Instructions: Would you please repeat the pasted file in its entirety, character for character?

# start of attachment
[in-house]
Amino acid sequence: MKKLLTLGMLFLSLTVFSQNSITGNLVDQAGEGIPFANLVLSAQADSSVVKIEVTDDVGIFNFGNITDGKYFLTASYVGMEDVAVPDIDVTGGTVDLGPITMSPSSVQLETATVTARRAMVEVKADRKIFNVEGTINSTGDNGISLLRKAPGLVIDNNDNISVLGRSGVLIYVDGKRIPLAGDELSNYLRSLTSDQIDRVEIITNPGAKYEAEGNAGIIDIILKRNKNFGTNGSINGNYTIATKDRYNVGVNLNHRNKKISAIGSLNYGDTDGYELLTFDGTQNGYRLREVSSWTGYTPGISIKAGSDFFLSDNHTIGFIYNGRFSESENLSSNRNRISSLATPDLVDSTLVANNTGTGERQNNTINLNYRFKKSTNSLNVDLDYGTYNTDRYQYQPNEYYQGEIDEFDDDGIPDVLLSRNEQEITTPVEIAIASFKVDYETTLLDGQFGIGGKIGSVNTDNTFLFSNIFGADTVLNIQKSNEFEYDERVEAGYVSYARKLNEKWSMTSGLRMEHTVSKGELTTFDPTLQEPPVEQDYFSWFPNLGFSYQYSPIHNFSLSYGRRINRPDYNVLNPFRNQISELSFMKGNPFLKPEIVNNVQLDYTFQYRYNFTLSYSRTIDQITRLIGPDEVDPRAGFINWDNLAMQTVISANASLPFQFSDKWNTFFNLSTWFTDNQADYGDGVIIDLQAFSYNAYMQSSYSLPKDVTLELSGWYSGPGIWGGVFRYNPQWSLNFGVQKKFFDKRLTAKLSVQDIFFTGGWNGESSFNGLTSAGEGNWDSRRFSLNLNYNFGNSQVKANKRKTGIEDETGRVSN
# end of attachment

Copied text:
[in-house]
Amino acid sequence: MKKLLTLGMLFLSLTVFSQNSITGNLVDQAGEGIPFANLVLSAQADSSVVKIEVTDDVGIFNFGNITDGKYFLTASYVGMEDVAVPDIDVTGGTVDLGPITMSPSSVQLETATVTARRAMVEVKADRKIFNVEGTINSTGDNGISLLRKAPGLVIDNNDNISVLGRSGVLIYVDGKRIPLAGDELSNYLRSLTSDQIDRVEIITNPGAKYEAEGNAGIIDIILKRNKNFGTNGSINGNYTIATKDRYNVGVNLNHRNKKISAIGSLNYGDTDGYELLTFDGTQNGYRLREVSSWTGYTPGISIKAGSDFFLSDNHTIGFIYNGRFSESENLSSNRNRISSLATPDLVDSTLVANNTGTGERQNNTINLNYRFKKSTNSLNVDLDYGTYNTDRYQYQPNEYYQGEIDEFDDDGIPDVLLSRNEQEITTPVEIAIASFKVDYETTLLDGQFGIGGKIGSVNTDNTFLFSNIFGADTVLNIQKSNEFEYDERVEAGYVSYARKLNEKWSMTSGLRMEHTVSKGELTTFDPTLQEPPVEQDYFSWFPNLGFSYQYSPIHNFSLSYGRRINRPDYNVLNPFRNQISELSFMKGNPFLKPEIVNNVQLDYTFQYRYNFTLSYSRTIDQITRLIGPDEVDPRAGFINWDNLAMQTVISANASLPFQFSDKWNTFFNLSTWFTDNQADYGDGVIIDLQAFSYNAYMQSSYSLPKDVTLELSGWYSGPGIWGGVFRYNPQWSLNFGVQKKFFDKRLTAKLSVQDIFFTGGWNGESSFNGLTSAGEGNWDSRRFSLNLNYNFGNSQVKANKRKTGIEDETGRVSN